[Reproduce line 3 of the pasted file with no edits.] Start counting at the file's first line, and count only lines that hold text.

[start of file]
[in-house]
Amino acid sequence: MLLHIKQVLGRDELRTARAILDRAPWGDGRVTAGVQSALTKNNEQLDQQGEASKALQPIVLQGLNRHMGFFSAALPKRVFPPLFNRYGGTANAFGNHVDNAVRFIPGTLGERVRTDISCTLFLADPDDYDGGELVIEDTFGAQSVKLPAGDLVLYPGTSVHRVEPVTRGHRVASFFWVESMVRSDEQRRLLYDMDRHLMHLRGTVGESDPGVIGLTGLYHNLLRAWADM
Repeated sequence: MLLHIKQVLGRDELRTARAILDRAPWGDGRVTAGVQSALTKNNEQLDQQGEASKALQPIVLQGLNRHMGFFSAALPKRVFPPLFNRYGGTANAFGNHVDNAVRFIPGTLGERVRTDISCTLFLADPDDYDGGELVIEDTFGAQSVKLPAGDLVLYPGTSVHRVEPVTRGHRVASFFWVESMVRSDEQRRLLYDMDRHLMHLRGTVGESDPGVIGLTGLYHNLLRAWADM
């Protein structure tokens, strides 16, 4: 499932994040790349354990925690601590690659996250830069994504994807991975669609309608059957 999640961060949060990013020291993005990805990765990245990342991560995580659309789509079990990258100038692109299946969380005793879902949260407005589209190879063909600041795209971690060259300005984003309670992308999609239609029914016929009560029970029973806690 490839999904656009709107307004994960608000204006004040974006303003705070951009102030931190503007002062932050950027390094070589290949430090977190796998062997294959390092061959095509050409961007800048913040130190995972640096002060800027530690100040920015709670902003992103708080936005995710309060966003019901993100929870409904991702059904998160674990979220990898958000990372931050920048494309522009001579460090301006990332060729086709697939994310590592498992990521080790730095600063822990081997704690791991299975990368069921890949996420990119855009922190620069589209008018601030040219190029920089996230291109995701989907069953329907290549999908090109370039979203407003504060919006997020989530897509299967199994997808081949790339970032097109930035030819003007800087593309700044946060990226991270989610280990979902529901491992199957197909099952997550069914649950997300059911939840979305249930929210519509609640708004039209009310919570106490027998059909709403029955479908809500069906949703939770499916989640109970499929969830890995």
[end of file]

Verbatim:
Repeated sequence: MLLHIKQVLGRDELRTARAILDRAPWGDGRVTAGVQSALTKNNEQLDQQGEASKALQPIVLQGLNRHMGFFSAALPKRVFPPLFNRYGGTANAFGNHVDNAVRFIPGTLGERVRTDISCTLFLADPDDYDGGELVIEDTFGAQSVKLPAGDLVLYPGTSVHRVEPVTRGHRVASFFWVESMVRSDEQRRLLYDMDRHLMHLRGTVGESDPGVIGLTGLYHNLLRAWADM